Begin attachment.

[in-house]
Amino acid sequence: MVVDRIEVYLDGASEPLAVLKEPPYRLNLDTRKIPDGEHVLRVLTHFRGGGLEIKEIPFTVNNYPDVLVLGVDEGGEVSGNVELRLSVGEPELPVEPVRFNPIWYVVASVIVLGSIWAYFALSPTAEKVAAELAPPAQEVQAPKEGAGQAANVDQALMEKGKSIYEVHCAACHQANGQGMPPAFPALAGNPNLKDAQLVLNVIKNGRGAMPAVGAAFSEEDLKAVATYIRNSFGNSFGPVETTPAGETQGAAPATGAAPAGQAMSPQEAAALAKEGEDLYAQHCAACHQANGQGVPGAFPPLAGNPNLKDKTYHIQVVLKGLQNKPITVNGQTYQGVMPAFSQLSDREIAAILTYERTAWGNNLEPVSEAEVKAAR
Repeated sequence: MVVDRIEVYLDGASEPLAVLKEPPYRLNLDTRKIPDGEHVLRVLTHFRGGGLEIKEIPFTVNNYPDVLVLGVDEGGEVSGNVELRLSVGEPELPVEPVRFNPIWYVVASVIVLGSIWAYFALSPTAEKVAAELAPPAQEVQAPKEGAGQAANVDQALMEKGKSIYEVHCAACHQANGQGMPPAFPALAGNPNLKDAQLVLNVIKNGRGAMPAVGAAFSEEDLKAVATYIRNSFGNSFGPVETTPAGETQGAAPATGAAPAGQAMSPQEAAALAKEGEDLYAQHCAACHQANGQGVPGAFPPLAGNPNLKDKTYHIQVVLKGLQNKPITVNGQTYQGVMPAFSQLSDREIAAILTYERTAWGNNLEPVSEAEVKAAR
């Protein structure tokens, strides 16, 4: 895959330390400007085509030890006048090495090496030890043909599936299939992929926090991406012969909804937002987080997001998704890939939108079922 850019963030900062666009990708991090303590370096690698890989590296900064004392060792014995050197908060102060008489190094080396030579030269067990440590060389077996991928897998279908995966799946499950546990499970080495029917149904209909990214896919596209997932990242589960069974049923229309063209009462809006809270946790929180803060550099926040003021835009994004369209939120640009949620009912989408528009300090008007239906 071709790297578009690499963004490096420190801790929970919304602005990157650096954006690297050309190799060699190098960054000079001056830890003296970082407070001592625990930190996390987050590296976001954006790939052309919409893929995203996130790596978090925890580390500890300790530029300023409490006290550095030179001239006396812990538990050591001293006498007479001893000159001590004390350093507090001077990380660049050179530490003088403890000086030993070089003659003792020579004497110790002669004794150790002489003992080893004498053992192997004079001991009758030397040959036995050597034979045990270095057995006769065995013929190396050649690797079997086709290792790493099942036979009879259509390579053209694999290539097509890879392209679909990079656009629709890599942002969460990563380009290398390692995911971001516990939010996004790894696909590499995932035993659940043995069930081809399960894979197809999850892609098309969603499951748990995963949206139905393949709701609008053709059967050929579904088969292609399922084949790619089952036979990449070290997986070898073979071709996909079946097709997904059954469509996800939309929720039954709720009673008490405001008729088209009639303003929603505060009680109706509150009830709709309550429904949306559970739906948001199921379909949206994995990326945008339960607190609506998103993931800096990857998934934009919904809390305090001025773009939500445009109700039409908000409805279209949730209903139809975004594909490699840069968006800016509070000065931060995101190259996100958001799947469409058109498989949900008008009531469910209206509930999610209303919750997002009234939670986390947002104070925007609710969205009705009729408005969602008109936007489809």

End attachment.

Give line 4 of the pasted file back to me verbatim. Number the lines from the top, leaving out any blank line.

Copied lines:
């Protein structure tokens, strides 16, 4: 895959330390400007085509030890006048090495090496030890043909599936299939992929926090991406012969909804937002987080997001998704890939939108079922 850019963030900062666009990708991090303590370096690698890989590296900064004392060792014995050197908060102060008489190094080396030579030269067990440590060389077996991928897998279908995966799946499950546990499970080495029917149904209909990214896919596209997932990242589960069974049923229309063209009462809006809270946790929180803060550099926040003021835009994004369209939120640009949620009912989408528009300090008007239906 071709790297578009690499963004490096420190801790929970919304602005990157650096954006690297050309190799060699190098960054000079001056830890003296970082407070001592625990930190996390987050590296976001954006790939052309919409893929995203996130790596978090925890580390500890300790530029300023409490006290550095030179001239006396812990538990050591001293006498007479001893000159001590004390350093507090001077990380660049050179530490003088403890000086030993070089003659003792020579004497110790002669004794150790002489003992080893004498053992192997004079001991009758030397040959036995050597034979045990270095057995006769065995013929190396050649690797079997086709290792790493099942036979009879259509390579053209694999290539097509890879392209679909990079656009629709890599942002969460990563380009290398390692995911971001516990939010996004790894696909590499995932035993659940043995069930081809399960894979197809999850892609098309969603499951748990995963949206139905393949709701609008053709059967050929579904088969292609399922084949790619089952036979990449070290997986070898073979071709996909079946097709997904059954469509996800939309929720039954709720009673008490405001008729088209009639303003929603505060009680109706509150009830709709309550429904949306559970739906948001199921379909949206994995990326945008339960607190609506998103993931800096990857998934934009919904809390305090001025773009939500445009109700039409908000409805279209949730209903139809975004594909490699840069968006800016509070000065931060995101190259996100958001799947469409058109498989949900008008009531469910209206509930999610209303919750997002009234939670986390947002104070925007609710969205009705009729408005969602008109936007489809």